Desperation in the epicentre of Southeast Asia's haze crisis

Reuters

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The Kahayan riverbank in Palangkaraya, a city of 240,000 that has been engulfed in poisonous darkness by smoke from peat land set alight to clear land for palm oil plantations The Kahayan riverbank in Palangkaraya, a city of 240,000 that has been engulfed in poisonous darkness by smoke from peat land set alight to clear land for palm oil plantations

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When the smoke from forest fires turned a thick, acrid yellow, casting an apocalyptic glow over Palangkaraya, Kartika Sari decided to grab her child and flee the Indonesian city at the epicentre of the haze crisis smothering Southeast Asia.
The 32-year-old pharmacist and her three-year-old daughter have for weeks been inhaling toxic air in Palangkaraya, a city of 240,000 that has been engulfed in poisonous darkness by smoke from peat land set alight to clear land for palm oil plantations.
"The smoke was no longer white, it was yellow," she told AFP from an evacuation centre in Banjarmasin, a six-hour drive from Palangkaraya.
"Usually we just endured it, even though we had headaches and felt nauseous. But it has got so bad lately, that I can't take it anymore. I can't even breathe fresh air."
Kartika Sari feeds her children at a shelter in Banjarmasin, South Kalimantan, after fleeing the toxic air at her hometown of Palangkaraya.
Now she waits in limbo in a basic shelter with nine other evacuees, mostly children, including a one-year-old boy suffering from a severe cough and diarrhoea.
Authorities say the fires from slash-and-burn farming in Borneo and neighbouring Sumatra have killed 10 people so far, some of whom died while fighting the blazes and others from the pollution.
Respiratory illnesses in Palangkaraya have soared as the choking smog has worsened in recent weeks.
"No escape" 
While many have relocated to safety elsewhere with friends and relatives, others have no choice but to stay behind despite the risks posed by the noxious haze.
39-year-old Rahmah, a street vendor in Palangkaraya, said she needed to keep doing her job to pay her children's school fees, despite the toll on her health from working outdoors.
Volunteers carry hoses as they combat forest fires in Kuala Kapuas, Central Kalimantan.
"I have to stay whether I like it or not. My livelihood is here so how can I leave?" Rahmah, who like many Indonesians goes by one name, told AFP on the porch of her riverfront wooden house in Palangkaraya.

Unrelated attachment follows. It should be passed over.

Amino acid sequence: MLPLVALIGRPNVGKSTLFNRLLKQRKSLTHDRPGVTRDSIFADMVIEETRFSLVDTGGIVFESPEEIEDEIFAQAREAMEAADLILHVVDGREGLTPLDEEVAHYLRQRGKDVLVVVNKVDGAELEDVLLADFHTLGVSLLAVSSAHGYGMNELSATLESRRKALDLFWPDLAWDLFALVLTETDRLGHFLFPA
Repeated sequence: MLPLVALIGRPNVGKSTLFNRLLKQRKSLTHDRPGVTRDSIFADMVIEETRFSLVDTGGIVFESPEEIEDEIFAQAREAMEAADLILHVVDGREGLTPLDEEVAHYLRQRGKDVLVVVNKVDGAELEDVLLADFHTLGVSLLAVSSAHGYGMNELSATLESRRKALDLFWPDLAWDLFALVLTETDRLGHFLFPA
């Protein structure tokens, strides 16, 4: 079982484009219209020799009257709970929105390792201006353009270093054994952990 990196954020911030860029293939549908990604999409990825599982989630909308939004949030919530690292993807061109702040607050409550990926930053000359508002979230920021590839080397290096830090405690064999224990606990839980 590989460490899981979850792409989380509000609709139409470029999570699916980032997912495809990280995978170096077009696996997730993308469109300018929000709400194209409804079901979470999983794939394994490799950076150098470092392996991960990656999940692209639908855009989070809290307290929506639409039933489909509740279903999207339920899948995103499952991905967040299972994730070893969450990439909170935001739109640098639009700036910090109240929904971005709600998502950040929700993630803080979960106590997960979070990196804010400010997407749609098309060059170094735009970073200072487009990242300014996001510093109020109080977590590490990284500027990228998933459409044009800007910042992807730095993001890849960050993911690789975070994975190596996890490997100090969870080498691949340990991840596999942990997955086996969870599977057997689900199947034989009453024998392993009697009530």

"You get light headed after a while, but I just try my best to cure myself with simple medication."
Her neighbour Nurjanah, who shares a small house with seven other family members, including her five-month-old granddaughter, echoed the sense of desperation felt in the blighted city, where visibility is sometimes as low as a few dozen metres (yards).
"Leave? Where to?" Nurjanah said, when asked why she doesn't evacuate.
"The smoke gets everywhere, so what's the point of evacuating when there's no escape?"
"Can't go on like this" 
At a nearby health clinic, hundreds of people queue for hours for a chance to use one of the 10 oxygen tanks available to get a breath of fresh air.
Even there the haze finds its way in, swarming around 23-year-old English teacher Ayu Dwitasari, who has suffered from bronchitis for days and is having trouble breathing.
"It's got especially bad today, that is why I came here," Dwitasari told AFP.
Mass evacuations -- especially of children and those suffering chronic respiratory illnesses -- were not out of the question, said Indonesian military spokesman Tatang Sulaiman.
People are treated at a local hospital with fresh oxygen in Palangkaraya, the city worst-hit by toxic haze.
Three warships carrying medical teams, tents, cooking stoves and protective masks were on their way to the worst-affected regions in Kalimantan -- Indonesia's half of Borneo -- and Sumatra, he said, to help build temporary shelters away from the haze-plagued cities.
"Our warships are ready to evacuate residents, whether to these temporary shelters, or even to take them on board. We are prepared for that," he told AFP.
But for those fighting the fires, a lack of equipment and tinder-dry conditions are hampering their best efforts to curb the thousands of blazes smouldering on carbon-rich peat lands.
In Kuala Kapuas, not far from Palangkaraya, 33-year-old volunteer Rahmat Muhamad Noor and around 20 others toil around the clock fighting the fires, struggling with limited water and poor equipment.
Wearing thin rubber boots and a cotton face mask, Noor tried desperately to stamp out a fire with a wooden stick after the machine pumping water through the hose broke down.
"Please tell the government we need more help," he told AFP. "We need masks. We can't go on like this."

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